Skip to Content

Taking to the Airwaves



There’s a lot of talk in the childhood obesity movement about the unhealthy messages children see on television (just see our story above). But one project run by Milwaukee Public Television (MPTV) is broadcasting programming designed for kids to learn about good health — and they’re not just sticking to using the tube, either.
MPTV’s “I Am the F!T Generation” is a pilot program working to combat childhood obesity in Wisconsin, where one out of three children is now overweight. Partnering with  community organizations, the program emphasizes positive nutritional choices and physical activity among kids in the Badger State. 
The effort begins on MPTV’s own airwaves. The station has developed a series of public service announcements, starring local hip-hop band The Figureheads, which promotes the popular “54321 Go!” guide. “54321 Go!” teaches kids to stay active and eat well through simple initiatives, such as eating five fruits and vegetables each day.
The short videos gained quick notice, even earning the station an Emmy nomination for Outstanding Achievement for Children’s Programs. But F!T involves more than just airing PSAs during MPTV’s kids’ programming. The initiative also brings together a number of community partners to educate children and families about the importance of good nutrition, physical activity and other factors that could help prevent obesity.
For example, F!T has given the Sesame Workshop’s “Food for Thought: Eating Well on a Budget” kits to 4,000 people in the community through partners such as the YMCA, the Salvation Army, the Boys & Girls Clubs and the local children’s museum. These kits, available in English and Spanish, come with a DVD featuring Sesame Street characters talking about eating well, buying healthy food on a budget and preparing nutritious meals.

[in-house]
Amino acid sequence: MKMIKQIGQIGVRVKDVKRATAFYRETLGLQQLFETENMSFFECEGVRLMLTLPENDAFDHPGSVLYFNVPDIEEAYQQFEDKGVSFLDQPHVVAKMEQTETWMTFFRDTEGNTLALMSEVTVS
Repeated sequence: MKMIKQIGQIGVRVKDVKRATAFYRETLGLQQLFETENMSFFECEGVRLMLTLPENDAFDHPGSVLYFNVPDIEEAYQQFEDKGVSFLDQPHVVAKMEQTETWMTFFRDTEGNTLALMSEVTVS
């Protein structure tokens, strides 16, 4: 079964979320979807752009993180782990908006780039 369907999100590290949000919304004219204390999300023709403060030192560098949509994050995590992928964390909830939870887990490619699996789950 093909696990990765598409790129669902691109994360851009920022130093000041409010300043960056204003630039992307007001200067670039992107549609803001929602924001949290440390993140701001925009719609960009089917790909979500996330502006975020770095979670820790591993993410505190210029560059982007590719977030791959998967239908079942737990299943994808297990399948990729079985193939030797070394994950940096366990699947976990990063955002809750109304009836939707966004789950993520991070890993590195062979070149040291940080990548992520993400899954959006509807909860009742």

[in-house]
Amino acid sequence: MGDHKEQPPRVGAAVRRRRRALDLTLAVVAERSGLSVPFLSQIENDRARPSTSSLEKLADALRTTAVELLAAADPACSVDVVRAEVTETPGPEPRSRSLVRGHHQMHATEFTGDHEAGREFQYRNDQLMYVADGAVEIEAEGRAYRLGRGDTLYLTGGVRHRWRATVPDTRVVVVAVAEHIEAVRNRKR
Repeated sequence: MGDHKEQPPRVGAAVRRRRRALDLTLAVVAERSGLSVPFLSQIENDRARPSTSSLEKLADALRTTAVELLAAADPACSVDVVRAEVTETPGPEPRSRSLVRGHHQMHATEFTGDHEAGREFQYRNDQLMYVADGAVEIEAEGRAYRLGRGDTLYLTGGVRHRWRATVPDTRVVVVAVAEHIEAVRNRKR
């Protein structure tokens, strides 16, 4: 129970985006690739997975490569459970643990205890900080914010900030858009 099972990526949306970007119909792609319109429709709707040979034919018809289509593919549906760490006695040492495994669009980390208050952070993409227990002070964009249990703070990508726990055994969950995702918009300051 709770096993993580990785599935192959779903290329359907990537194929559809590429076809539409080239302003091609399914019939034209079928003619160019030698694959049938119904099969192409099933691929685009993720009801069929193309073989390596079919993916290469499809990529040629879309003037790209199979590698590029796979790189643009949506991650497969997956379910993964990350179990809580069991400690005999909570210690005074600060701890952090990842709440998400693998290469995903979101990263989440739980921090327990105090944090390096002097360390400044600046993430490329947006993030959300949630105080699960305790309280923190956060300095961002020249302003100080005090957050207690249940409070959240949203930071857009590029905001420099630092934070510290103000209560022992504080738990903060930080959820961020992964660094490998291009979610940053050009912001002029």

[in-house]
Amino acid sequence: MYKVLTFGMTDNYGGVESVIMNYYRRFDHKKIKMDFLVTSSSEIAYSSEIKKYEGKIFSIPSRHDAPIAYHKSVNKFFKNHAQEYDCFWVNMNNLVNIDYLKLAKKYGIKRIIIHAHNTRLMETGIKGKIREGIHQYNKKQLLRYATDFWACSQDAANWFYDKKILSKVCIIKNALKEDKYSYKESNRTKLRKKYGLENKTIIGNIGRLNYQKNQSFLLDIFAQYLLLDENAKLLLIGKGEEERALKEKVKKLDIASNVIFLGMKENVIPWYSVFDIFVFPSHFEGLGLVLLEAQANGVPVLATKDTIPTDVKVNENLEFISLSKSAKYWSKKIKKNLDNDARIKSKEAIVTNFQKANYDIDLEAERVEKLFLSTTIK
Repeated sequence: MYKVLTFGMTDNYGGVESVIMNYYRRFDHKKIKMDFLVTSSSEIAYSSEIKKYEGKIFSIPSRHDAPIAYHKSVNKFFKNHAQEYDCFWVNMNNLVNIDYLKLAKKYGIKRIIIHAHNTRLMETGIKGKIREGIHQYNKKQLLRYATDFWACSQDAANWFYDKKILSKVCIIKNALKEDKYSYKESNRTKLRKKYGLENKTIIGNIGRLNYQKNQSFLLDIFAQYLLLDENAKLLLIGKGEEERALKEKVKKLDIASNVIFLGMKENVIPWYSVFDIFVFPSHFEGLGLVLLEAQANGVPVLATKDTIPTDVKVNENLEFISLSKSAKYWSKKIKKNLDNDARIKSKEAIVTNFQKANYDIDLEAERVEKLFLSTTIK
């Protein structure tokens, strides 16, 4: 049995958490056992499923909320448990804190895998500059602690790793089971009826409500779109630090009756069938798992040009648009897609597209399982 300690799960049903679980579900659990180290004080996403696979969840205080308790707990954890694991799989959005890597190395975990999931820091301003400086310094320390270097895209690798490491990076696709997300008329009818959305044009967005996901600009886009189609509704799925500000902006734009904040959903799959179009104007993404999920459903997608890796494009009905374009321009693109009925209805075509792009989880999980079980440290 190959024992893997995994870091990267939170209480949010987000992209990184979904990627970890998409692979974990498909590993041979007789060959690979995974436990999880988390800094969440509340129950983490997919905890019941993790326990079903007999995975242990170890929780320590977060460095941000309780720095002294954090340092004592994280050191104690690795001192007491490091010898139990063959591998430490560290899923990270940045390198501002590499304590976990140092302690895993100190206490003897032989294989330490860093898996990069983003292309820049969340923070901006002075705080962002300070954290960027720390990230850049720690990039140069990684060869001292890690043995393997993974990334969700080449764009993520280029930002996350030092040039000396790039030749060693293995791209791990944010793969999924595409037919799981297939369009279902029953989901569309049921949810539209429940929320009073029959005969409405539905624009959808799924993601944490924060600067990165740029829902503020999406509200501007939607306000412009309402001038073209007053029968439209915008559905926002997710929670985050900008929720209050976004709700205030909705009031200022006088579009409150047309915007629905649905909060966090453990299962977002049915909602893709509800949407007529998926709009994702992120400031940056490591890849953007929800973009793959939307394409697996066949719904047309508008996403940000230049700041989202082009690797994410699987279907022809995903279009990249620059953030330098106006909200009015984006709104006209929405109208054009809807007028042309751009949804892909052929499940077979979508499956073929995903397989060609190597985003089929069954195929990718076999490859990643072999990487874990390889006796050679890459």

“They’re very powerful,” MPTV’s Karen Van Hoof tells The Inside Track. “This is intended for families who are struggling, but it’s also been a good thing to get out in the community to families who aren’t… it’s just been a wonderful, wonderful tool.”
F!T also partnered with local elementary schools, with an MPTV cooking show host working with students to craft healthy meals. F!T also provided its “Vacation Station” booklets to the community, an instructive booklet that includes puzzles, games, craft projects, healthy recipes and other activities designed to promote good health. 
The booklets have been given to local libraries, and F!T worked with community groups such as the YMCA to promote a “healthy habits” contest tied to the activities in the booklet, with kids nabbing prizes such as trips to a local water park and a Milwaukee Brewers game, Van Hoof says.
F!T officials are now evaluating the program’s successes (and failures) to see what parts of the program have made the most impact on improving health in the community, Van Hoof says. 
“We’re really working hard to determine where we are right now, and where we need to go,” she says. 
Van Hoof adds that while officials study the quantitative evidence, there is some qualitative evidence from the children themselves that shows the programs have been successful.
“They seem to really get that watching television or playing with their video games less, and being active, is good for them,” she says. “If they have access to the good foods… they’re more likely to prefer those, and that’s what we’re hoping.”